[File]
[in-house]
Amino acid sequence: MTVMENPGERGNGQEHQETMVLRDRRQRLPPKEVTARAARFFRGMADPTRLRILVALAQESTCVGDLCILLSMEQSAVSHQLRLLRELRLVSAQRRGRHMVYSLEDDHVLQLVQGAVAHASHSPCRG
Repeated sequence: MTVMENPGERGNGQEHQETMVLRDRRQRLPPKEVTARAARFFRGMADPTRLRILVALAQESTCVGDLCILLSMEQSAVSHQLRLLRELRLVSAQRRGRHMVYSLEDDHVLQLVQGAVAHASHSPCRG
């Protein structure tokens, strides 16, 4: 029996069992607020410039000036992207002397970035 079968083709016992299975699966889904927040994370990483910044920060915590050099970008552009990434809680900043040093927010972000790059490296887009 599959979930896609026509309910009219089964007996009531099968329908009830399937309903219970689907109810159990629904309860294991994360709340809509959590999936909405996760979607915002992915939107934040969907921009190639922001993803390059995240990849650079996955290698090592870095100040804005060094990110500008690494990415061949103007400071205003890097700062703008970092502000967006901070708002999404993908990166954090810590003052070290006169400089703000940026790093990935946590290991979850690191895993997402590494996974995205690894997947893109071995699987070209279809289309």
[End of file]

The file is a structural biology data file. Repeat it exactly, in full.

[in-house]
Amino acid sequence: MTVMENPGERGNGQEHQETMVLRDRRQRLPPKEVTARAARFFRGMADPTRLRILVALAQESTCVGDLCILLSMEQSAVSHQLRLLRELRLVSAQRRGRHMVYSLEDDHVLQLVQGAVAHASHSPCRG
Repeated sequence: MTVMENPGERGNGQEHQETMVLRDRRQRLPPKEVTARAARFFRGMADPTRLRILVALAQESTCVGDLCILLSMEQSAVSHQLRLLRELRLVSAQRRGRHMVYSLEDDHVLQLVQGAVAHASHSPCRG
């Protein structure tokens, strides 16, 4: 029996069992607020410039000036992207002397970035 079968083709016992299975699966889904927040994370990483910044920060915590050099970008552009990434809680900043040093927010972000790059490296887009 599959979930896609026509309910009219089964007996009531099968329908009830399937309903219970689907109810159990629904309860294991994360709340809509959590999936909405996760979607915002992915939107934040969907921009190639922001993803390059995240990849650079996955290698090592870095100040804005060094990110500008690494990415061949103007400071205003890097700062703008970092502000967006901070708002999404993908990166954090810590003052070290006169400089703000940026790093990935946590290991979850690191895993997402590494996974995205690894997947893109071995699987070209279809289309």